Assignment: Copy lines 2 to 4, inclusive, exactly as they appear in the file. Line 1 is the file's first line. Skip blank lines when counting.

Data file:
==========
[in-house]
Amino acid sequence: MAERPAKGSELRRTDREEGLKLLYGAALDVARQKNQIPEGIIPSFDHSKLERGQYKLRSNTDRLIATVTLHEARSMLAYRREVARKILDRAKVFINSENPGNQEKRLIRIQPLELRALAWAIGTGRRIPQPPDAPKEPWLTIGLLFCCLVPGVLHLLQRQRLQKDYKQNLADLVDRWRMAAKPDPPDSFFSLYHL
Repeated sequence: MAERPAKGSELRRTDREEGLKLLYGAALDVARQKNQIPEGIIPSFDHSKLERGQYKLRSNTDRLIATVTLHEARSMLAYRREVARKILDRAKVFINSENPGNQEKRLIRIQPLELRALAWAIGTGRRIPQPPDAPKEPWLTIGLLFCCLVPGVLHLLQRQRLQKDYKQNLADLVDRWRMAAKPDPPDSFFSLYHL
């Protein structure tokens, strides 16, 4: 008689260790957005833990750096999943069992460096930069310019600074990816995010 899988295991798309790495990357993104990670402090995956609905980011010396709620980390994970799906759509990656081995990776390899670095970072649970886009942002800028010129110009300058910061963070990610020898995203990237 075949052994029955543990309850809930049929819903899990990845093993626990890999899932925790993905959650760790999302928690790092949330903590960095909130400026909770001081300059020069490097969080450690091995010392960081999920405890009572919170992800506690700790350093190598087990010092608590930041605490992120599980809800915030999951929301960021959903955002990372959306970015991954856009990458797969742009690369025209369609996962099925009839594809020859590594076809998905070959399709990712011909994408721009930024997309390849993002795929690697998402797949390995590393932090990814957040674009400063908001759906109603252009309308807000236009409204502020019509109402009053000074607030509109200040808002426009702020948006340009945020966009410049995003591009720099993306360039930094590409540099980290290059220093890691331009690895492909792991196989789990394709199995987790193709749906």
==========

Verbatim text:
Amino acid sequence: MAERPAKGSELRRTDREEGLKLLYGAALDVARQKNQIPEGIIPSFDHSKLERGQYKLRSNTDRLIATVTLHEARSMLAYRREVARKILDRAKVFINSENPGNQEKRLIRIQPLELRALAWAIGTGRRIPQPPDAPKEPWLTIGLLFCCLVPGVLHLLQRQRLQKDYKQNLADLVDRWRMAAKPDPPDSFFSLYHL
Repeated sequence: MAERPAKGSELRRTDREEGLKLLYGAALDVARQKNQIPEGIIPSFDHSKLERGQYKLRSNTDRLIATVTLHEARSMLAYRREVARKILDRAKVFINSENPGNQEKRLIRIQPLELRALAWAIGTGRRIPQPPDAPKEPWLTIGLLFCCLVPGVLHLLQRQRLQKDYKQNLADLVDRWRMAAKPDPPDSFFSLYHL
């Protein structure tokens, strides 16, 4: 008689260790957005833990750096999943069992460096930069310019600074990816995010 899988295991798309790495990357993104990670402090995956609905980011010396709620980390994970799906759509990656081995990776390899670095970072649970886009942002800028010129110009300058910061963070990610020898995203990237 075949052994029955543990309850809930049929819903899990990845093993626990890999899932925790993905959650760790999302928690790092949330903590960095909130400026909770001081300059020069490097969080450690091995010392960081999920405890009572919170992800506690700790350093190598087990010092608590930041605490992120599980809800915030999951929301960021959903955002990372959306970015991954856009990458797969742009690369025209369609996962099925009839594809020859590594076809998905070959399709990712011909994408721009930024997309390849993002795929690697998402797949390995590393932090990814957040674009400063908001759906109603252009309308807000236009409204502020019509109402009053000074607030509109200040808002426009702020948006340009945020966009410049995003591009720099993306360039930094590409540099980290290059220093890691331009690895492909792991196989789990394709199995987790193709749906």